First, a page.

BMW Alpina B7 Turbo

BMW Alpina B7 Turbo

Nowadays, 300bhp from a turbocharged engine in an executive saloon is hardly unusual. In 1979, though, the combination was enough to make the BMW Alpina B7 Turbo one of the fastest four-seaters in the world. We’ve just spent some time in one, an example for sale at German dealer Pure Classics in Bonn.

This car, presented by the company’s owner, Frank Strothe, must be one of the best examples in the world. Thanks to a recent, complete restoration it looks as if it’s just been driven out of the showroom. Compared to today’s super-saloons from AMG, Brabus and Alpina, it seems just that little bit more discreet.

Apart from its bright red - Iberischrot - paintwork and iconic silver Alpina striping, of course.

Paul Bracq’s classic styling treatment of the E12-generation 5 Series still stands the test of time, with just the double-headlamps, wide 16in wheels and front and rear spoilers making the difference between a top-of-the-range 528i and humble 518. At the rear (the view most early 80s drivers would get of the car), the big ‘Alpina B7’ badges and rubber spoiler of this version tell a slightly different story.

BMW Alpina B7 Turbo
BMW Alpina B7 Turbo BMW Alpina B7 Turbo

In the 70s, it was to Burkard Bovensiepen of Alpina in Buchloe, Bavaria, that many wealthy drivers turned for the ultimate BMW. The conversion of Deutschmarks to bhp was one normally in Mr Bovensiepen’s favour, but most owners were happy with the results despite the financial pain. Bovensiepen started the company in the mid-60s as an offshoot of his family’s successful typewriter business and, although it maintained a highly successful racing team for many years, its modified BMWs were more long-distance GTs for European businessmen than out-and-out racers made popular in later years by BMW’s own M Division.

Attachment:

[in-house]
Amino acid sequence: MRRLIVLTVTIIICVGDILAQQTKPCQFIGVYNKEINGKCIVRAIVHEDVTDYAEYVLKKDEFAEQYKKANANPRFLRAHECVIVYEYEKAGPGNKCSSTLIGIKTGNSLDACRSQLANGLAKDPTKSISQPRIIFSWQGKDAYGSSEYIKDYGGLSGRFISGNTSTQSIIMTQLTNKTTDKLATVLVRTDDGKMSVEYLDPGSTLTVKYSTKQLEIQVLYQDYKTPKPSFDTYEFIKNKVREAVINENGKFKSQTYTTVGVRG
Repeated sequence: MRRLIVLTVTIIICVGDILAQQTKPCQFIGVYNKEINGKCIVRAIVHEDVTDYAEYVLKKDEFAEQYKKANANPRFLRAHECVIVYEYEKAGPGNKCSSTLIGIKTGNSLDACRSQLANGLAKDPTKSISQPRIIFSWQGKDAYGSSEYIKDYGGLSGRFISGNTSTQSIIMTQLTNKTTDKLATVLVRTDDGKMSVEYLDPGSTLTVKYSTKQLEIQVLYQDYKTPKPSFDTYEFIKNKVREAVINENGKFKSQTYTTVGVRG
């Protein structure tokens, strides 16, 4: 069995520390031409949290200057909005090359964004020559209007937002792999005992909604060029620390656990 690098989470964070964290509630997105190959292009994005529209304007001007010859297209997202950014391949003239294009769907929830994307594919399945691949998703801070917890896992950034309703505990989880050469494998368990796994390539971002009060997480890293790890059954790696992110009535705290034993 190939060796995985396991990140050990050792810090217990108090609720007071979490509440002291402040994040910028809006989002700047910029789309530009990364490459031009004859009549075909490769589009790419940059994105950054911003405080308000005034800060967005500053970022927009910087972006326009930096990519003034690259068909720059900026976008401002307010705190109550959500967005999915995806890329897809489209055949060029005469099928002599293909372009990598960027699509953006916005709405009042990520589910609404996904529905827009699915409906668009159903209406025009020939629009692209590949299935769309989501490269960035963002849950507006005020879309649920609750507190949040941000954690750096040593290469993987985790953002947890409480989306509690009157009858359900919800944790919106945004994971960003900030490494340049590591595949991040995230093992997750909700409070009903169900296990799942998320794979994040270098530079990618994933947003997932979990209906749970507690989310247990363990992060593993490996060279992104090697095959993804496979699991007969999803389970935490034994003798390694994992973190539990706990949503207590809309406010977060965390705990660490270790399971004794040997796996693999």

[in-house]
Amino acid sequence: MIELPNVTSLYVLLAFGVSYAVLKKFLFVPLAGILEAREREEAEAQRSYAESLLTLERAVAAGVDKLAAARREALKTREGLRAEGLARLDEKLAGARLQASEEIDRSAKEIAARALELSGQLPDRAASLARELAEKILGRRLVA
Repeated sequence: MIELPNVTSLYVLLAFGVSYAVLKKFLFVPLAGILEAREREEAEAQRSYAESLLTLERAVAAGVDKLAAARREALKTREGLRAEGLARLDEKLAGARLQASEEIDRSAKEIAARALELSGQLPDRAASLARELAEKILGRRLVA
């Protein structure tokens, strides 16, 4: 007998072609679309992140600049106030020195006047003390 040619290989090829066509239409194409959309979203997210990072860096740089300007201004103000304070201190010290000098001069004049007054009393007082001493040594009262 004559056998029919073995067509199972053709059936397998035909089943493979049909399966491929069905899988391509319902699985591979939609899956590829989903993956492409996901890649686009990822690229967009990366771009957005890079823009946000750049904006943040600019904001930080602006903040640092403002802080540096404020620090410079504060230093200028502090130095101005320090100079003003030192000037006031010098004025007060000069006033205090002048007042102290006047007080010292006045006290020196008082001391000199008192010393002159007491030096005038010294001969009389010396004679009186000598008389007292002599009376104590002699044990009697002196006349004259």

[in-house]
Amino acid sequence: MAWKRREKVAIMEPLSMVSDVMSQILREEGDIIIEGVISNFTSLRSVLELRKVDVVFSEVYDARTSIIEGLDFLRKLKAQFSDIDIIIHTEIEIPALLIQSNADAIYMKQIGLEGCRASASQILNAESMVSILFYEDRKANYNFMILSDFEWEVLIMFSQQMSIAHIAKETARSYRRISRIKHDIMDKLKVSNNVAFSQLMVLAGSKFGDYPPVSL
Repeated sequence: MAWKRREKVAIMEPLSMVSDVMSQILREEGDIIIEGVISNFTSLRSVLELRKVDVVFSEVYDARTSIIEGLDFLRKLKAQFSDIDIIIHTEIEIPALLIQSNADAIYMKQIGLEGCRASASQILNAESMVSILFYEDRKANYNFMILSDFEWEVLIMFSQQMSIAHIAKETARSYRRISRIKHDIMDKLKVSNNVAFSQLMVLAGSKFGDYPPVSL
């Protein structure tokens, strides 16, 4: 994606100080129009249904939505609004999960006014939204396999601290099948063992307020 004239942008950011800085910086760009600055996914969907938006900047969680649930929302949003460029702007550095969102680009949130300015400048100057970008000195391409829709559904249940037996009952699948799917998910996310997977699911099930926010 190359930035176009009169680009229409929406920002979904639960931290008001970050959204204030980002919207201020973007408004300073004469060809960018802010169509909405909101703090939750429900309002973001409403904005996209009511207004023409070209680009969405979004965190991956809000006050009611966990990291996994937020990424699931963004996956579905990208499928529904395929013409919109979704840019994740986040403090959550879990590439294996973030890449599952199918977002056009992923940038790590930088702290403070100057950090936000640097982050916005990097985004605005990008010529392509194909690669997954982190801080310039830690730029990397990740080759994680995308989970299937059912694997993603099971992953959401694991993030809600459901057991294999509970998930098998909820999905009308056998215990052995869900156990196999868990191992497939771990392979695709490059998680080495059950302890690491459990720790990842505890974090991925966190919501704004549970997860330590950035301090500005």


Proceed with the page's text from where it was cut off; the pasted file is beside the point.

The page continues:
BMW Alpina B7 Turbo
BMW Alpina B7 Turbo BMW Alpina B7 Turbo

In developing the straight-six, no expense was spared. In addition to the turbocharger (a technology in its infancy in road cars then, and only just appearing on the race track), Alpina fitted all-new ignition, fuel injection and a bespoke inlet manifold.

And for the long-distance driver, an extra-large, 100-litre fuel tank was an option. Not that the B7 Turbo was overly thirsty – the German magazine Sportauto described the car as “the most efficient 300bhp car possible, with 17.8l/100km economy”. That’s nearly 14mpg, which does not sound so good now, but at the time of Aston Martin V8 Vantages and Ferrari BB512s it wasn’t bad going.

BMW Alpina B7 Turbo
BMW Alpina B7 Turbo BMW Alpina B7 Turbo

Adding a turbocharger, bigger wheels, some aerodynamic devices and subtle suspension and braking modifications transformed an already fast BMW saloon into an exceptional one. The B7 Turbo’s top speed of 258km/h (just over 160mph) wasn’t only the fastest for a saloon: it was a figure that would stretch many smaller-engined Ferraris, Maseratis and Porsches.

Inside, driver and passengers were treated to excellent, supportive Alpina sports seats. The steering wheel was a special Alpina four-spoke, and behind that sat many new dials and gauges carefully measuring under-bonnet affairs. All this bespoke work was recognised by a numbered plaque on the dash.

BMW Alpina B7 Turbo
BMW Alpina B7 Turbo BMW Alpina B7 Turbo

Nürburgring Nordschleife expert Strothe is at the controls for today’s drive - and he is in his element. “When the Alpina B7 Turbo version of the BMW 530 came to the market in the late-70s, it was my dream to drive one, even just once,” he said, carefully checking the oil temperature gauge and boost pressure.

BMW Alpina B7 Turbo

The 3-litre engine has warmed up now and the car is purring like a big cat. From 2500rpm onwards the turbocharger is on full boost and unleashes a massive 462Nm of torque. Not even a 3.3-litre Porsche 911 Turbo can match the elastic flexibility of the B7 Turbo - in fourth gear the four-door takes just 9.4 seconds to accelerate from 50 to 100km/h. Yes, there is some un-21st Century turbo lag, but the resulting strong performance is well worth the wait.

Despite this ferocity, the well-tuned chassis and 16in wheels and tyres cope with it well and seemingly glue the car to the road with little sideways movement.

Thirty years or so on, it’s still an impressive machine, and one that’s currently available at Pure Classics in Rheinbach. Please click HERE for further information on the car in the Classic Driver Marketplace.

Text & Photos: Classic Driver